Internships Abroad

An internship abroad is a wonderful way to learn practical applications for your studies, gain work experience, build your professional network, develop your language skills, and more.

Your first step will be to decide what kind of internship you’re interested in, and where you’d like to go. Once you have an idea of what you’re looking for, you can find available internships and apply for them, keeping in mind the practical considerations below.

Special funding is available for international internships in Europe!
Internships within Europe are eligible for Erasmus funding. As one of the few programs that fund students regardless of their nationality, this is a great opportunity for international students! See the central TUM International Office’s pages on Erasmus internships for details.

Get in touch with us for advice and guidance throughout the internship application and assignment process.

There are generally three routes you can choose when looking for an internship:

  • going through the Erasmus program,
  • finding one on your own, or
  • using the services of an agency specializing in international internships, usually for a fee.

For funding opportunities for international interns, see the central TUM International Office’s pages on Erasmus internships.

Some ideas for finding internships independently are:

The following agencies and organizations offer internship positions for a fee:

Once you’ve found an internship you’re interested in, it’s time to prepare your application. Application standards can vary greatly among countries, so make sure to investigate the correct way to format an application in the relevant country. For instance, there may be a preferred way to format your CV, or certain conventions to keep in mind for your cover letter.

Europass offers extensive advice on applying for jobs and internships in EU countries.

After being offered an internship position, keep the following in mind:

Leave of Absence

In order to take time out of your studies for an internship, you must apply for an official leave of absence. Contact the Matriculation Office for details on how to apply for a leave of absence. The  academic advisors can issue a certification for the Matriculation Office to support a semester of leave; they need your contract, your job description, and your TUMonline transcript of records.

Health Insurance

  • Internships within the EU: Within the EU, your German health insurance covers you as long as you order a European Health Insurance Card (EHIC). However, we also recommend arranging additional insurance to cover repatriation in case of emergency, as this is not covered by the EHIC.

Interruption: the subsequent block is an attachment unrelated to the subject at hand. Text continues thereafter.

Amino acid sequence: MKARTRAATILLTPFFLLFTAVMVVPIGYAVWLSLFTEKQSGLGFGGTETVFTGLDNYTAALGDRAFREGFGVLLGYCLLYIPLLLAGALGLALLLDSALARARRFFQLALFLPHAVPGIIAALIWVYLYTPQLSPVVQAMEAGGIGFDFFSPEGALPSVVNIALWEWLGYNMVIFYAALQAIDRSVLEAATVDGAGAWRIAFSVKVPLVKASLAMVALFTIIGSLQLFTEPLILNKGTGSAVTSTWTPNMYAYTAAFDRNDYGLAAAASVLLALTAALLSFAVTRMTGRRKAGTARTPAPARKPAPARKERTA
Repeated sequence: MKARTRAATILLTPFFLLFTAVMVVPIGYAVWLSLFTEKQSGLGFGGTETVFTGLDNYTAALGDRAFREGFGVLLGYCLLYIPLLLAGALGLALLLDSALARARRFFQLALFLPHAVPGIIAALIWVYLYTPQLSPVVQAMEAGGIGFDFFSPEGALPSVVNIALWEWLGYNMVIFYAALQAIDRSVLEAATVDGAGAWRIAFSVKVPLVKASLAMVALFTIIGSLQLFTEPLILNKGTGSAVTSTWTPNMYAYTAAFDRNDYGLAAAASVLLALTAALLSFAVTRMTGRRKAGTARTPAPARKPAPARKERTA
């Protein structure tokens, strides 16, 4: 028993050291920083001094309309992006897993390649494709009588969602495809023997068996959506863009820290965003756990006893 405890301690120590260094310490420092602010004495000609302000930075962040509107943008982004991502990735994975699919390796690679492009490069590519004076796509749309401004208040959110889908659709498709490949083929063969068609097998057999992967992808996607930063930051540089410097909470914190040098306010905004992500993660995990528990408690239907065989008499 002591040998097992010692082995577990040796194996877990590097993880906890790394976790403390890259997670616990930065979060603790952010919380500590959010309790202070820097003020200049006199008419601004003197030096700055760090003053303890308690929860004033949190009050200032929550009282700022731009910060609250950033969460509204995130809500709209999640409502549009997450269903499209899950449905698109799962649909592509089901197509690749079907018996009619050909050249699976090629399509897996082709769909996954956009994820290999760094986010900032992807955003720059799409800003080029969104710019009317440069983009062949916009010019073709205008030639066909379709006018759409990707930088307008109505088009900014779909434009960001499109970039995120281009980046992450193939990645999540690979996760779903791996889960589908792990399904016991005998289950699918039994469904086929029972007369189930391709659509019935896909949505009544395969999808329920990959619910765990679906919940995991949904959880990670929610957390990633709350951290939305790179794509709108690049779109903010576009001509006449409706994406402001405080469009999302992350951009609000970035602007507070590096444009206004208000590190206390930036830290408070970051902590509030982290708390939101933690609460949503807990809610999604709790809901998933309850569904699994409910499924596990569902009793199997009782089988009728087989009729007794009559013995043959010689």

• Internships outside the EU: Outside of the EU, you must arrange health insurance independently.
  • Liability insurance: We also recommend arranging for third-party liability insurance for possible damages incurred within the company you where you will be completing your internship.

Visas and Residence Permits

Begin to investigate visa and residence permit regulations as soon as possible after arranging for your internship abroad, as the application processes can be lengthy and complex.
To find visa regulations in the country where you plan to intern, contact the country’s embassy in Germany; usually visa information can be found on the embassy’s website.

Also bear in mind that there are usually fees associated with applying for a visa.

Note: For internships in the United States, the US Embassy is not responsible for issuing internship visas. Rather, certain organizations like the College Council, Cultural Vistas, or the German-American Chamber of Commerce will process your visa application. Contact these organizations directly for details and to apply.

Language and Culture

It is vital that you have a strong command of your company’s workplace language, both written and oral, before beginning your internship. This will allow you to successfully communicate with your colleagues. We strongly recommend that you spend time brushing up on your language skills and studying job-specific terminology in advance of your internship.

Also keep in mind that the language used at your company is not necessarily the same as the language spoken in that country; many international companies use English as a workplace language even if English is not an official language in their country.

  • The Language Center at the TUM offers courses in many languages to help you prepare.
  • The DAAD also provides scholarships for language courses in various languages 

Additionally, we strongly recommend that you take time to read about the workplace culture in your host country, as cultural norms, particularly in the professional world, can vary greatly. The Vocal Project offers insight into workplace language and culture in a variety of EU countries.